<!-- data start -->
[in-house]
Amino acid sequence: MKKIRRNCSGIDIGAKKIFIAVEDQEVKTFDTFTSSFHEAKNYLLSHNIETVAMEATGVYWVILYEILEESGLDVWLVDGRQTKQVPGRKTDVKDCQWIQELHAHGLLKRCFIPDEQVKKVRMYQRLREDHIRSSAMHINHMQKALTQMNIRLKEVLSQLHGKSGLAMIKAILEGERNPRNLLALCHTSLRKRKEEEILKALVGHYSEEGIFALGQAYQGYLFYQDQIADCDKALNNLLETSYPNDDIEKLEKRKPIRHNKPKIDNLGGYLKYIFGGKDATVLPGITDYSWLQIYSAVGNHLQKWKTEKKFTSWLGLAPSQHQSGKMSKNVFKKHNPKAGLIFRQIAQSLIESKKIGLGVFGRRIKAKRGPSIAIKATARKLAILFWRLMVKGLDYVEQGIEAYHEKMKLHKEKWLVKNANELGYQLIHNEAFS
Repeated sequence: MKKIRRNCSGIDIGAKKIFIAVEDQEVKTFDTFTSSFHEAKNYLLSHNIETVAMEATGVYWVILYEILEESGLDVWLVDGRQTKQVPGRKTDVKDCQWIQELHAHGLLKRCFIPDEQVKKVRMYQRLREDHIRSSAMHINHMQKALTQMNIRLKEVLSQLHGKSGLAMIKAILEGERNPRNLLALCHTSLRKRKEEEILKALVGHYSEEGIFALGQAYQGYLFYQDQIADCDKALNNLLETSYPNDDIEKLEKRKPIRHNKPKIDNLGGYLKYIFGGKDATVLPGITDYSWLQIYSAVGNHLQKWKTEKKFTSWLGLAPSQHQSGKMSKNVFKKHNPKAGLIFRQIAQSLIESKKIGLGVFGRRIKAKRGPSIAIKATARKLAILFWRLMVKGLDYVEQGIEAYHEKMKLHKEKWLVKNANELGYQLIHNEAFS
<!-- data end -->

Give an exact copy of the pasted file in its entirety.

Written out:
[in-house]
Amino acid sequence: MKKIRRNCSGIDIGAKKIFIAVEDQEVKTFDTFTSSFHEAKNYLLSHNIETVAMEATGVYWVILYEILEESGLDVWLVDGRQTKQVPGRKTDVKDCQWIQELHAHGLLKRCFIPDEQVKKVRMYQRLREDHIRSSAMHINHMQKALTQMNIRLKEVLSQLHGKSGLAMIKAILEGERNPRNLLALCHTSLRKRKEEEILKALVGHYSEEGIFALGQAYQGYLFYQDQIADCDKALNNLLETSYPNDDIEKLEKRKPIRHNKPKIDNLGGYLKYIFGGKDATVLPGITDYSWLQIYSAVGNHLQKWKTEKKFTSWLGLAPSQHQSGKMSKNVFKKHNPKAGLIFRQIAQSLIESKKIGLGVFGRRIKAKRGPSIAIKATARKLAILFWRLMVKGLDYVEQGIEAYHEKMKLHKEKWLVKNANELGYQLIHNEAFS
Repeated sequence: MKKIRRNCSGIDIGAKKIFIAVEDQEVKTFDTFTSSFHEAKNYLLSHNIETVAMEATGVYWVILYEILEESGLDVWLVDGRQTKQVPGRKTDVKDCQWIQELHAHGLLKRCFIPDEQVKKVRMYQRLREDHIRSSAMHINHMQKALTQMNIRLKEVLSQLHGKSGLAMIKAILEGERNPRNLLALCHTSLRKRKEEEILKALVGHYSEEGIFALGQAYQGYLFYQDQIADCDKALNNLLETSYPNDDIEKLEKRKPIRHNKPKIDNLGGYLKYIFGGKDATVLPGITDYSWLQIYSAVGNHLQKWKTEKKFTSWLGLAPSQHQSGKMSKNVFKKHNPKAGLIFRQIAQSLIESKKIGLGVFGRRIKAKRGPSIAIKATARKLAILFWRLMVKGLDYVEQGIEAYHEKMKLHKEKWLVKNANELGYQLIHNEAFS